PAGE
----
The thing is, I always had this social/communication barrier. Never really wanted to bother people or didnt dare to ask them. Something snapped in London and I started asking people if it was okay to photograph them. And the people here really surprised me with there kindness. And for some reason, people also started to randomly start talking to me.

Like Vlad, he owns The Old Diary, a small coffee shop on Conway Street. We had a nice chat, gave me some delicious coffee and I snapped some photos while they did their thing. Cruised around London, and like Barcelona, saw it in a total different perspective this time. Skipping all the touristy stuff and just explore.

Special shout out to Bayeux for developing and scanning my first roll while I'm still visiting the city. The quality if way better them I'm used to in the Netherlands. If you're in London and you need film developed, now you know where to go.

35mm stories - #6 London
35mm stories - #6 London
35mm stories - #6 London
35mm stories - #6 London
35mm stories - #6 London
35mm stories - #6 London
35mm stories - #6 London
35mm stories - #6 London
35mm stories - #6 London
35mm stories - #6 London
35mm stories - #6 London
35mm stories - #6 London
35mm stories - #6 London
35mm stories - #6 London
35mm stories - #6 London
35mm stories - #6 London
35mm stories - #6 London
35mm stories - #6 London
35mm stories - #6 London
35mm stories - #6 London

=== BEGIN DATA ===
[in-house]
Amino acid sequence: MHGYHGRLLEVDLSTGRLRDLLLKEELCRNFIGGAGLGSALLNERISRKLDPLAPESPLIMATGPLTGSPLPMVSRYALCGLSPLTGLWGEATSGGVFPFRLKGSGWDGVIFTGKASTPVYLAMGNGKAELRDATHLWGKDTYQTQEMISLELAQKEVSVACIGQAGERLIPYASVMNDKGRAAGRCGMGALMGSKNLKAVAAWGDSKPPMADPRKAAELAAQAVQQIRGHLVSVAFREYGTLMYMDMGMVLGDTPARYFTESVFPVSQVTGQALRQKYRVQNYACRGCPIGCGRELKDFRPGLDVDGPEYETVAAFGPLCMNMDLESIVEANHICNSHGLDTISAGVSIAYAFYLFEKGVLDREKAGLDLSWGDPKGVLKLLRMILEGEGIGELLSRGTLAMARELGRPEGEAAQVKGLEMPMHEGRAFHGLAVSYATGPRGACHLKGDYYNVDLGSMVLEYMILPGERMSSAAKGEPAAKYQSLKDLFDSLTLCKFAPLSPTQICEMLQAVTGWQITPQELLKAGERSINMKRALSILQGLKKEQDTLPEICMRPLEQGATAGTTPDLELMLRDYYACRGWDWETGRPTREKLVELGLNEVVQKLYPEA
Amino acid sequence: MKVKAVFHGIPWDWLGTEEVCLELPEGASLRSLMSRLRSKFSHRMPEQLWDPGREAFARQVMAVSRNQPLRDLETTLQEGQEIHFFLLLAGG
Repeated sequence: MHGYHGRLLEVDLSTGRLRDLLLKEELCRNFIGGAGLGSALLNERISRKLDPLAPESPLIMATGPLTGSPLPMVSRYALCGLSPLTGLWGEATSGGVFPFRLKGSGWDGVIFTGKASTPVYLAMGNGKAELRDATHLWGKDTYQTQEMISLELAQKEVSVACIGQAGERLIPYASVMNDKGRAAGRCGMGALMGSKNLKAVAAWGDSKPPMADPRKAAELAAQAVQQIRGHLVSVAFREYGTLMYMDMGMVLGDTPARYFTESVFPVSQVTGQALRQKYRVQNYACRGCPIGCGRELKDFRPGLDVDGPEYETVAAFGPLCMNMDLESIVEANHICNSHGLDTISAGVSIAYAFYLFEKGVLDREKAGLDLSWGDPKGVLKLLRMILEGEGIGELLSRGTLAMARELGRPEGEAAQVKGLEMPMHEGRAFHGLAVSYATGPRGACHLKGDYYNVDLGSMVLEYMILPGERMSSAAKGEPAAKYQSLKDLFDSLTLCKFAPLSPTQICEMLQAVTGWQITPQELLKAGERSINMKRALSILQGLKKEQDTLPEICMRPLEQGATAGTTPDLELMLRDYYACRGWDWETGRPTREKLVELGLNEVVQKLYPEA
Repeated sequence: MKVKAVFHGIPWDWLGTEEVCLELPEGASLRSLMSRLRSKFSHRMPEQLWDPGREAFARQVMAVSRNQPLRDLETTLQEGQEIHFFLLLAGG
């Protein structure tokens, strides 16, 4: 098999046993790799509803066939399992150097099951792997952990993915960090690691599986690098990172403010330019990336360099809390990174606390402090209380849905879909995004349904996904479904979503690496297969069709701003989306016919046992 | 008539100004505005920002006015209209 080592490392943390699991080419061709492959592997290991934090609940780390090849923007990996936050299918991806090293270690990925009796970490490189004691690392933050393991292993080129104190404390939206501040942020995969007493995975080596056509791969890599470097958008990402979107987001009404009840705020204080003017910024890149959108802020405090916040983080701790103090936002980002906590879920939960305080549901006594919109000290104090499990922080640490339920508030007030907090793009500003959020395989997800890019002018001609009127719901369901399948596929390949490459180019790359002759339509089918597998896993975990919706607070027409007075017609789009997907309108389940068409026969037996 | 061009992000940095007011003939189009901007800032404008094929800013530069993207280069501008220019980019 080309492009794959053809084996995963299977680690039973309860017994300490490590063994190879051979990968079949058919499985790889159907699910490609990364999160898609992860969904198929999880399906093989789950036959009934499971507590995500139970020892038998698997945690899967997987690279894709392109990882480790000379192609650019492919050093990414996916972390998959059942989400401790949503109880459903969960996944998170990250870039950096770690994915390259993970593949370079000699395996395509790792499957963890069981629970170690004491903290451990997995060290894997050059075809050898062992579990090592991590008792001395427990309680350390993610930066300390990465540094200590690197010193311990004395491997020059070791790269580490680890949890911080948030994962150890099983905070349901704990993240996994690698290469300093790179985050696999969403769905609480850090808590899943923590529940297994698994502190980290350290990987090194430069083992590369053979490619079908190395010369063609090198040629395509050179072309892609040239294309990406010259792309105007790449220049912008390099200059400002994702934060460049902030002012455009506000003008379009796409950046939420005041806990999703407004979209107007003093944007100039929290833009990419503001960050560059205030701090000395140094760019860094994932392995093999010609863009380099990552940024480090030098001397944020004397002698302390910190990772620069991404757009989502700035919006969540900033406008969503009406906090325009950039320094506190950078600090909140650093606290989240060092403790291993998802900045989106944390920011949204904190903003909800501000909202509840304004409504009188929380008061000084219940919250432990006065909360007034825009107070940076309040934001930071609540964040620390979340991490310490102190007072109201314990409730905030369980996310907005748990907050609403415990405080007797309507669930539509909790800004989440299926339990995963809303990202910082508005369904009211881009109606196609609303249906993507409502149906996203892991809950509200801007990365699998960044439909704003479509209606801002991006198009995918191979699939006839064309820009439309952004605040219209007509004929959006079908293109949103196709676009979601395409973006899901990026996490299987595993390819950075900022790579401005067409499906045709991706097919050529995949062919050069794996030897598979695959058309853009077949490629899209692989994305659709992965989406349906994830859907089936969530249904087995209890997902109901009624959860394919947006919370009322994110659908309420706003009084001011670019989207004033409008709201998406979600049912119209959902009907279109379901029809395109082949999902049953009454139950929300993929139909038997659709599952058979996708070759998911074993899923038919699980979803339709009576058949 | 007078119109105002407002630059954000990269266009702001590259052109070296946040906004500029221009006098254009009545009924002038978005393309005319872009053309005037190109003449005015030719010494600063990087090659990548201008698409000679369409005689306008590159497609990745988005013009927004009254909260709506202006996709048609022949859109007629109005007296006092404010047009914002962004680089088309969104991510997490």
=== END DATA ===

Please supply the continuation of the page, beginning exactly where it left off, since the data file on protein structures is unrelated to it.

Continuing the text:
35mm stories - #6 London
35mm stories - #6 London
35mm stories - #6 London
35mm stories - #6 London
35mm stories - #6 London
35mm stories - #6 London
35mm stories - #6 London
35mm stories - #6 London

Going viral... just a little

15-06-2018 Gopro Fusion

I wanted to have this camera for a while, and when I got assigned to a big video production for where I could use it, I ran to the store and bought it: the Gopro Fusion.

And what do you do when you have a new camera? Right, do some tryouts. The thing is: my first tryout was strapping it onto a quadcopter and fly it around in a local park. ShaggyFPV and ThomasFPV helped me out with some super sweet chasing action and the video was basically shot within an hour.

The stitching of all the footage took 1 night to render on my Macbook Pro, and also the editing (read: choosing the camera angles in post) took me about 2 nights. A "normal" edit would be done within an hour, so it's pretty intens.

Allthough I knew this could get some traction in the media because of the different angle, I wouldn't have thought it would be picked up this much attention. The famous Dutch video site Dumpert picked it up with a 134.943 views as I type this, VKMag, another big platform, also picked it up. Now it's going overseas and it got featured in a American show called "Right This Minute". Checkout the item below.

Strange and funny how things can go. You put hours and hours into shooting and editing a roadtrip to Barcelona, but a video that you've shot within an hour goes viral... Oh well, looking forward to the real production where I bought this camera for, it's gonna be epic! You'll just have to wait for the result untill mid-July.